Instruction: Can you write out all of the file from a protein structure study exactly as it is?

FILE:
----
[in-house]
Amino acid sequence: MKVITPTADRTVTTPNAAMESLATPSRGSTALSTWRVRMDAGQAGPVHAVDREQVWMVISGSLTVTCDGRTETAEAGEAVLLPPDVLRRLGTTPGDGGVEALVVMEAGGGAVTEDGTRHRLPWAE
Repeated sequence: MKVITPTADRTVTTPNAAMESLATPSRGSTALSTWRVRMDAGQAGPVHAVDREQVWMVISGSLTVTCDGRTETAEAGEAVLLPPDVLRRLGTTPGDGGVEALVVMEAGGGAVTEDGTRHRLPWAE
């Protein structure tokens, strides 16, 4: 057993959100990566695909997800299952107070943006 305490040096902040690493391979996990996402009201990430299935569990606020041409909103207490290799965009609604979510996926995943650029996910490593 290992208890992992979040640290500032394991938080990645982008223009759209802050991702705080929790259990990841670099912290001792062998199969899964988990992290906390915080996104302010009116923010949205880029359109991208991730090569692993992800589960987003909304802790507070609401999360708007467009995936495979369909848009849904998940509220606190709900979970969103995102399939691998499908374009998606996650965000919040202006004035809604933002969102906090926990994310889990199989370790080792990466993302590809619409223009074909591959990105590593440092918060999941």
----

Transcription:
[in-house]
Amino acid sequence: MKVITPTADRTVTTPNAAMESLATPSRGSTALSTWRVRMDAGQAGPVHAVDREQVWMVISGSLTVTCDGRTETAEAGEAVLLPPDVLRRLGTTPGDGGVEALVVMEAGGGAVTEDGTRHRLPWAE
Repeated sequence: MKVITPTADRTVTTPNAAMESLATPSRGSTALSTWRVRMDAGQAGPVHAVDREQVWMVISGSLTVTCDGRTETAEAGEAVLLPPDVLRRLGTTPGDGGVEALVVMEAGGGAVTEDGTRHRLPWAE
């Protein structure tokens, strides 16, 4: 057993959100990566695909997800299952107070943006 305490040096902040690493391979996990996402009201990430299935569990606020041409909103207490290799965009609604979510996926995943650029996910490593 290992208890992992979040640290500032394991938080990645982008223009759209802050991702705080929790259990990841670099912290001792062998199969899964988990992290906390915080996104302010009116923010949205880029359109991208991730090569692993992800589960987003909304802790507070609401999360708007467009995936495979369909848009849904998940509220606190709900979970969103995102399939691998499908374009998606996650965000919040202006004035809604933002969102906090926990994310889990199989370790080792990466993302590809619409223009074909591959990105590593440092918060999941």